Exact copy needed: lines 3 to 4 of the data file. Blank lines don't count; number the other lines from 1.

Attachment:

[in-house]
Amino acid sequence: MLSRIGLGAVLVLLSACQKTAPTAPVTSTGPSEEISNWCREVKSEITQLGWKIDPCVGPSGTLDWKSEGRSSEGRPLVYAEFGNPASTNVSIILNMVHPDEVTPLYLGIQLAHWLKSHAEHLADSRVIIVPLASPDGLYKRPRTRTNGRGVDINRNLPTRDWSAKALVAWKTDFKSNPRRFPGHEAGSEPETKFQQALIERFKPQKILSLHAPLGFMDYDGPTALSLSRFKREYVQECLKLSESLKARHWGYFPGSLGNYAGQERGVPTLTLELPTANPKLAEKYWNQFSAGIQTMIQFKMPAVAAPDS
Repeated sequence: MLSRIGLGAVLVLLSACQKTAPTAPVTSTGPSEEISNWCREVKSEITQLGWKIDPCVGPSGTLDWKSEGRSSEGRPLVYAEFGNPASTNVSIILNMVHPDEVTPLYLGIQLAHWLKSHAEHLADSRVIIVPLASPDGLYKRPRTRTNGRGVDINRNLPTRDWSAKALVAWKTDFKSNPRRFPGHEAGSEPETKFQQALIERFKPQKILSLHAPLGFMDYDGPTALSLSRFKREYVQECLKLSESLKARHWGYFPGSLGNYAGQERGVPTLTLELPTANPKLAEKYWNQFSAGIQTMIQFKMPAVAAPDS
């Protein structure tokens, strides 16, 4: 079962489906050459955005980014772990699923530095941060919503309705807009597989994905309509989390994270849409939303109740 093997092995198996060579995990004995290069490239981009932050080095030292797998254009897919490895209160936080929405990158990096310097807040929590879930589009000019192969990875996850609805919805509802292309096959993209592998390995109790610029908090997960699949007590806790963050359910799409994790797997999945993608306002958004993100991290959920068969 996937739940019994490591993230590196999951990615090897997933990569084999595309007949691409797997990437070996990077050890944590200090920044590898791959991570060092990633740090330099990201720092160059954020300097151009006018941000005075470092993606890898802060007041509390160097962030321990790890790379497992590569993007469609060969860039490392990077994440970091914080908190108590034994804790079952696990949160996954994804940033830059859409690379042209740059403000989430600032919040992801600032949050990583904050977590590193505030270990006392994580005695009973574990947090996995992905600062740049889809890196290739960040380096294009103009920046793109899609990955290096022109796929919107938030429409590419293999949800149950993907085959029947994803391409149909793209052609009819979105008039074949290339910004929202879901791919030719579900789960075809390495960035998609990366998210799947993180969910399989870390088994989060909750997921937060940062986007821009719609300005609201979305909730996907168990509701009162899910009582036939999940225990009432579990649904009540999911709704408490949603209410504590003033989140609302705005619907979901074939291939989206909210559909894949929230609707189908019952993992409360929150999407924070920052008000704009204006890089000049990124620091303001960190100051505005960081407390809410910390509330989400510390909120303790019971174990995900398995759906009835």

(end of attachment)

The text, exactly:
Repeated sequence: MLSRIGLGAVLVLLSACQKTAPTAPVTSTGPSEEISNWCREVKSEITQLGWKIDPCVGPSGTLDWKSEGRSSEGRPLVYAEFGNPASTNVSIILNMVHPDEVTPLYLGIQLAHWLKSHAEHLADSRVIIVPLASPDGLYKRPRTRTNGRGVDINRNLPTRDWSAKALVAWKTDFKSNPRRFPGHEAGSEPETKFQQALIERFKPQKILSLHAPLGFMDYDGPTALSLSRFKREYVQECLKLSESLKARHWGYFPGSLGNYAGQERGVPTLTLELPTANPKLAEKYWNQFSAGIQTMIQFKMPAVAAPDS
């Protein structure tokens, strides 16, 4: 079962489906050459955005980014772990699923530095941060919503309705807009597989994905309509989390994270849409939303109740 093997092995198996060579995990004995290069490239981009932050080095030292797998254009897919490895209160936080929405990158990096310097807040929590879930589009000019192969990875996850609805919805509802292309096959993209592998390995109790610029908090997960699949007590806790963050359910799409994790797997999945993608306002958004993100991290959920068969 996937739940019994490591993230590196999951990615090897997933990569084999595309007949691409797997990437070996990077050890944590200090920044590898791959991570060092990633740090330099990201720092160059954020300097151009006018941000005075470092993606890898802060007041509390160097962030321990790890790379497992590569993007469609060969860039490392990077994440970091914080908190108590034994804790079952696990949160996954994804940033830059859409690379042209740059403000989430600032919040992801600032949050990583904050977590590193505030270990006392994580005695009973574990947090996995992905600062740049889809890196290739960040380096294009103009920046793109899609990955290096022109796929919107938030429409590419293999949800149950993907085959029947994803391409149909793209052609009819979105008039074949290339910004929202879901791919030719579900789960075809390495960035998609990366998210799947993180969910399989870390088994989060909750997921937060940062986007821009719609300005609201979305909730996907168990509701009162899910009582036939999940225990009432579990649904009540999911709704408490949603209410504590003033989140609302705005619907979901074939291939989206909210559909894949929230609707189908019952993992409360929150999407924070920052008000704009204006890089000049990124620091303001960190100051505005960081407390809410910390509330989400510390909120303790019971174990995900398995759906009835």